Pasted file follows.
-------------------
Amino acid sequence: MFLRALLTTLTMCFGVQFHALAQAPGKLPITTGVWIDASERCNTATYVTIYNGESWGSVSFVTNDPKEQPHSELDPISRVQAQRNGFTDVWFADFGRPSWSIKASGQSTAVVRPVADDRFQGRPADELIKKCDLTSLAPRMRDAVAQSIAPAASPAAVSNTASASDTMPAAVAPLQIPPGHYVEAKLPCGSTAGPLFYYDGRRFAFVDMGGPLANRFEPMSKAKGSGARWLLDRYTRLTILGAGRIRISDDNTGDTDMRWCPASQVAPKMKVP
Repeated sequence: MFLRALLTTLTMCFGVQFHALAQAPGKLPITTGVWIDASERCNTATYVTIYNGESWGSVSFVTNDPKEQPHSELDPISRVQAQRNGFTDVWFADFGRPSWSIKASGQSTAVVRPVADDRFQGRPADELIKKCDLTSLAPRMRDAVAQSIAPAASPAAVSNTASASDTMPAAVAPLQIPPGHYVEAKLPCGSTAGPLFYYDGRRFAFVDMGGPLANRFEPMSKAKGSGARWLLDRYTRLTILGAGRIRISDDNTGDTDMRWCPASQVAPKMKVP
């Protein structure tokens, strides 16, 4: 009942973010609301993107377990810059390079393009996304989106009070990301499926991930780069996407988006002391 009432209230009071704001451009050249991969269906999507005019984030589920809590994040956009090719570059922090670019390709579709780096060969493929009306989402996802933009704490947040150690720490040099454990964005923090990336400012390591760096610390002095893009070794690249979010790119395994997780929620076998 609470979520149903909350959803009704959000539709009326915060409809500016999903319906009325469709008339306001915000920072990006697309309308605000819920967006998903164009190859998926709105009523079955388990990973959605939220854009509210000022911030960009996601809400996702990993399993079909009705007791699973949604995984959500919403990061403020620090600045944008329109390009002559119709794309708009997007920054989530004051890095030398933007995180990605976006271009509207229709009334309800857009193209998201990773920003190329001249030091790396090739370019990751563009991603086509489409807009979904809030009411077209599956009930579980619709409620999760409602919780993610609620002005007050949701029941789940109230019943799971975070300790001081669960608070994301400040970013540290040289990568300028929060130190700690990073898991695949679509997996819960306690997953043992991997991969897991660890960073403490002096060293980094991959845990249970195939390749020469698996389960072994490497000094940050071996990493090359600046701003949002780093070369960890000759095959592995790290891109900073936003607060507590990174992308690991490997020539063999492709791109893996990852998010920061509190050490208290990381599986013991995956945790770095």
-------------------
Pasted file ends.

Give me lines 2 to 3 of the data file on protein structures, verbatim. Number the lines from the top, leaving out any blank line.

Repeated sequence: MFLRALLTTLTMCFGVQFHALAQAPGKLPITTGVWIDASERCNTATYVTIYNGESWGSVSFVTNDPKEQPHSELDPISRVQAQRNGFTDVWFADFGRPSWSIKASGQSTAVVRPVADDRFQGRPADELIKKCDLTSLAPRMRDAVAQSIAPAASPAAVSNTASASDTMPAAVAPLQIPPGHYVEAKLPCGSTAGPLFYYDGRRFAFVDMGGPLANRFEPMSKAKGSGARWLLDRYTRLTILGAGRIRISDDNTGDTDMRWCPASQVAPKMKVP
């Protein structure tokens, strides 16, 4: 009942973010609301993107377990810059390079393009996304989106009070990301499926991930780069996407988006002391 009432209230009071704001451009050249991969269906999507005019984030589920809590994040956009090719570059922090670019390709579709780096060969493929009306989402996802933009704490947040150690720490040099454990964005923090990336400012390591760096610390002095893009070794690249979010790119395994997780929620076998 609470979520149903909350959803009704959000539709009326915060409809500016999903319906009325469709008339306001915000920072990006697309309308605000819920967006998903164009190859998926709105009523079955388990990973959605939220854009509210000022911030960009996601809400996702990993399993079909009705007791699973949604995984959500919403990061403020620090600045944008329109390009002559119709794309708009997007920054989530004051890095030398933007995180990605976006271009509207229709009334309800857009193209998201990773920003190329001249030091790396090739370019990751563009991603086509489409807009979904809030009411077209599956009930579980619709409620999760409602919780993610609620002005007050949701029941789940109230019943799971975070300790001081669960608070994301400040970013540290040289990568300028929060130190700690990073898991695949679509997996819960306690997953043992991997991969897991660890960073403490002096060293980094991959845990249970195939390749020469698996389960072994490497000094940050071996990493090359600046701003949002780093070369960890000759095959592995790290891109900073936003607060507590990174992308690991490997020539063999492709791109893996990852998010920061509190050490208290990381599986013991995956945790770095």